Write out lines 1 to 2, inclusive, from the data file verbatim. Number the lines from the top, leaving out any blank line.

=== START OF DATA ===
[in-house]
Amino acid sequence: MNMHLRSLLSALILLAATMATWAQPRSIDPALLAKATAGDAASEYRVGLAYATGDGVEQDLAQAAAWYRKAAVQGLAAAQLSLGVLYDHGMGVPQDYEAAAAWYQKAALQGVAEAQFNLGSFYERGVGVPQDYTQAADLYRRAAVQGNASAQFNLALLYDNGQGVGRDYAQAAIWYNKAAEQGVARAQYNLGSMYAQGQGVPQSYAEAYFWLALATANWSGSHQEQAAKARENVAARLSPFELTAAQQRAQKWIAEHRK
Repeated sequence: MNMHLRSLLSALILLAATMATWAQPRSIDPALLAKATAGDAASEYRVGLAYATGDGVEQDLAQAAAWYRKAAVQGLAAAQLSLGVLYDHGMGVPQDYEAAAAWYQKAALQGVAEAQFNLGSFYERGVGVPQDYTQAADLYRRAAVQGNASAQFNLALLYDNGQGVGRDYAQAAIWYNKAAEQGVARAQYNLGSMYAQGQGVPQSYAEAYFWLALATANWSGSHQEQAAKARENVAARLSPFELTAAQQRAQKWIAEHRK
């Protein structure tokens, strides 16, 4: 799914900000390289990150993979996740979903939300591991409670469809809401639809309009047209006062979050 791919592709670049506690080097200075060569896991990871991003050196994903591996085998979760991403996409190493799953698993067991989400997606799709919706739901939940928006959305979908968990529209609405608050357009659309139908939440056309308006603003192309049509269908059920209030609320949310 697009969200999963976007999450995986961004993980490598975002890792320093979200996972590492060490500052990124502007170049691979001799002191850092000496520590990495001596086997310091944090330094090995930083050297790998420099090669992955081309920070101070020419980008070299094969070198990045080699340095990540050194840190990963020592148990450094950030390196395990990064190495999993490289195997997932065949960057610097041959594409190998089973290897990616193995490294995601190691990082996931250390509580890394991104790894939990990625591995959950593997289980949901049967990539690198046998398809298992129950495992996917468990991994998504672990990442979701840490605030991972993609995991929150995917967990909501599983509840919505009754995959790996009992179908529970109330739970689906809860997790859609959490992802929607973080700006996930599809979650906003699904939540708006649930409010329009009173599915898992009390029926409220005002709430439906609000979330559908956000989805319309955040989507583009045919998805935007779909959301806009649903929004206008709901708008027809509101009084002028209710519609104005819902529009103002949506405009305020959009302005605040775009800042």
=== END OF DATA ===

[in-house]
Amino acid sequence: MNMHLRSLLSALILLAATMATWAQPRSIDPALLAKATAGDAASEYRVGLAYATGDGVEQDLAQAAAWYRKAAVQGLAAAQLSLGVLYDHGMGVPQDYEAAAAWYQKAALQGVAEAQFNLGSFYERGVGVPQDYTQAADLYRRAAVQGNASAQFNLALLYDNGQGVGRDYAQAAIWYNKAAEQGVARAQYNLGSMYAQGQGVPQSYAEAYFWLALATANWSGSHQEQAAKARENVAARLSPFELTAAQQRAQKWIAEHRK